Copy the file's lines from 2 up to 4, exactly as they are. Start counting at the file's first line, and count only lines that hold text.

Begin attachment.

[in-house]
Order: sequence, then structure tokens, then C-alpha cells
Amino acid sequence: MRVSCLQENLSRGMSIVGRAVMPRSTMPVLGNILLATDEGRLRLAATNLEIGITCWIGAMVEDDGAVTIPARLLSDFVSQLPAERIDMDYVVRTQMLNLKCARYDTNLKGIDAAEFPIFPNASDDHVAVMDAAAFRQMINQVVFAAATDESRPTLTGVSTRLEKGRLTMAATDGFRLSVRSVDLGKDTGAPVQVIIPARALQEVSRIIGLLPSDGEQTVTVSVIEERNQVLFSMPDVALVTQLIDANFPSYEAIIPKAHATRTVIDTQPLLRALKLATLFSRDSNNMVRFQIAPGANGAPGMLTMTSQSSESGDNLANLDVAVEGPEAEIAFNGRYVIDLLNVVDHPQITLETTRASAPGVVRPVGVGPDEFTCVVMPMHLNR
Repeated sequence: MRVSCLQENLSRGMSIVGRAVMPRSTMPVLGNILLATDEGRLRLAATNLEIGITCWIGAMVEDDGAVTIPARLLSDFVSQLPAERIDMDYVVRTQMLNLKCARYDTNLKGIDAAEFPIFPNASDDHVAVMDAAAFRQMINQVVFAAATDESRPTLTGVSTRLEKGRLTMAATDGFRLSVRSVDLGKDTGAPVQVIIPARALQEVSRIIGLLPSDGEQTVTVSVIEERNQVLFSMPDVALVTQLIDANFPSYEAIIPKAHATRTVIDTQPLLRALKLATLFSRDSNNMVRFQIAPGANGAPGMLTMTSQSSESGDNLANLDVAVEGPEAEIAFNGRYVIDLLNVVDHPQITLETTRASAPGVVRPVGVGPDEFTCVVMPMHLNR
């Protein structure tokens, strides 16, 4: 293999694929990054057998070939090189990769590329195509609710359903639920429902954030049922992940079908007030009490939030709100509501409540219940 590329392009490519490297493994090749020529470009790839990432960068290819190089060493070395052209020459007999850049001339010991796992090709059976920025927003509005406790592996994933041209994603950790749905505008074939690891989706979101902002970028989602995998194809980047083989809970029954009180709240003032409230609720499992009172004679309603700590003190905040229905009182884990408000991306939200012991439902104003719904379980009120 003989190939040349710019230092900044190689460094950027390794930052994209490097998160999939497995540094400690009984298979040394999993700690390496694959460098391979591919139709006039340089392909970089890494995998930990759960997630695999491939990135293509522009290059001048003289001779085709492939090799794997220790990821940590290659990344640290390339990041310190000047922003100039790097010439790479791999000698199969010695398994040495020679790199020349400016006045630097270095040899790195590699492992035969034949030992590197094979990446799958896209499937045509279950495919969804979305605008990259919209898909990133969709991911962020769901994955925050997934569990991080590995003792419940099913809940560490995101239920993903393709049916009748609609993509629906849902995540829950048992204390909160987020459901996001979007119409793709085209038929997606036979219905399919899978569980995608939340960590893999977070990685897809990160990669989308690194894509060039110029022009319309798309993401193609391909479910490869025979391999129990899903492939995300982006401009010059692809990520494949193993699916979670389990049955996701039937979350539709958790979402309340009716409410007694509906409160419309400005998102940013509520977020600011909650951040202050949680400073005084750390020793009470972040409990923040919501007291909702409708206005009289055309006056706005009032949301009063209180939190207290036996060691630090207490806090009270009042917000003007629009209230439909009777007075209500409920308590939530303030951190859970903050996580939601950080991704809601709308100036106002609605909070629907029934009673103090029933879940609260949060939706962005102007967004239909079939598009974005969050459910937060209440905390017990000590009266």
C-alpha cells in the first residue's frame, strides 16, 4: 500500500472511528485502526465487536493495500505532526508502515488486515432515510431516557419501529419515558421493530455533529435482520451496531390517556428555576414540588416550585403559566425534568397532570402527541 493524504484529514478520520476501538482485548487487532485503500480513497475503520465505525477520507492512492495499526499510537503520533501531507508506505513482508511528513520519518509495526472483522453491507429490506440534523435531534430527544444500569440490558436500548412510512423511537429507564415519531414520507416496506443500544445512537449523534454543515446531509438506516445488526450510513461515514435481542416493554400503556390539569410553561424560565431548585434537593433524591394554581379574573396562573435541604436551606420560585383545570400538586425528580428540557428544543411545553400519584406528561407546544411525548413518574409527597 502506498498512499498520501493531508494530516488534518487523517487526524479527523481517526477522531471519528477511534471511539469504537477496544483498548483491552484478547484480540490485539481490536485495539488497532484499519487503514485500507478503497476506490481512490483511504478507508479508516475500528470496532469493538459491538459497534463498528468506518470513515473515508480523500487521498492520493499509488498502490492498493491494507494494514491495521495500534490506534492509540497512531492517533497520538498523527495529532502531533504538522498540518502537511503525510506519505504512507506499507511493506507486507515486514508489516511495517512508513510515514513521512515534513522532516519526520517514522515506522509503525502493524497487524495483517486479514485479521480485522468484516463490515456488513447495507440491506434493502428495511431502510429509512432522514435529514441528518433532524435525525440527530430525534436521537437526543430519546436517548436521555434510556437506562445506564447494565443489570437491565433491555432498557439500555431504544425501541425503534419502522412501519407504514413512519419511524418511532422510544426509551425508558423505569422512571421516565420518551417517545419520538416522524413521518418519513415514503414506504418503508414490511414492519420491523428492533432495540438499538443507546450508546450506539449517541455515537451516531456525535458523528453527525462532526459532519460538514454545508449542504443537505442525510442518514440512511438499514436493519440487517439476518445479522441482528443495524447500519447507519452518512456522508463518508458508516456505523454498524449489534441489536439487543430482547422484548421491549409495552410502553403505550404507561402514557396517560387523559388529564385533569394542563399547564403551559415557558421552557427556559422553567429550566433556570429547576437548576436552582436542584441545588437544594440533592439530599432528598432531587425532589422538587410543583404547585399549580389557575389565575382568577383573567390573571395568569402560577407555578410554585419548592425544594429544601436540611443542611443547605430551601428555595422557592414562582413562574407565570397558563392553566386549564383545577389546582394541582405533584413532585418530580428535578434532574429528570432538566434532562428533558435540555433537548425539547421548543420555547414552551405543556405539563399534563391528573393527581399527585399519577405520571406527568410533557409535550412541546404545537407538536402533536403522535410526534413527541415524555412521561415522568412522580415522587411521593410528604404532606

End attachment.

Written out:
Order: sequence, then structure tokens, then C-alpha cells
Amino acid sequence: MRVSCLQENLSRGMSIVGRAVMPRSTMPVLGNILLATDEGRLRLAATNLEIGITCWIGAMVEDDGAVTIPARLLSDFVSQLPAERIDMDYVVRTQMLNLKCARYDTNLKGIDAAEFPIFPNASDDHVAVMDAAAFRQMINQVVFAAATDESRPTLTGVSTRLEKGRLTMAATDGFRLSVRSVDLGKDTGAPVQVIIPARALQEVSRIIGLLPSDGEQTVTVSVIEERNQVLFSMPDVALVTQLIDANFPSYEAIIPKAHATRTVIDTQPLLRALKLATLFSRDSNNMVRFQIAPGANGAPGMLTMTSQSSESGDNLANLDVAVEGPEAEIAFNGRYVIDLLNVVDHPQITLETTRASAPGVVRPVGVGPDEFTCVVMPMHLNR
Repeated sequence: MRVSCLQENLSRGMSIVGRAVMPRSTMPVLGNILLATDEGRLRLAATNLEIGITCWIGAMVEDDGAVTIPARLLSDFVSQLPAERIDMDYVVRTQMLNLKCARYDTNLKGIDAAEFPIFPNASDDHVAVMDAAAFRQMINQVVFAAATDESRPTLTGVSTRLEKGRLTMAATDGFRLSVRSVDLGKDTGAPVQVIIPARALQEVSRIIGLLPSDGEQTVTVSVIEERNQVLFSMPDVALVTQLIDANFPSYEAIIPKAHATRTVIDTQPLLRALKLATLFSRDSNNMVRFQIAPGANGAPGMLTMTSQSSESGDNLANLDVAVEGPEAEIAFNGRYVIDLLNVVDHPQITLETTRASAPGVVRPVGVGPDEFTCVVMPMHLNR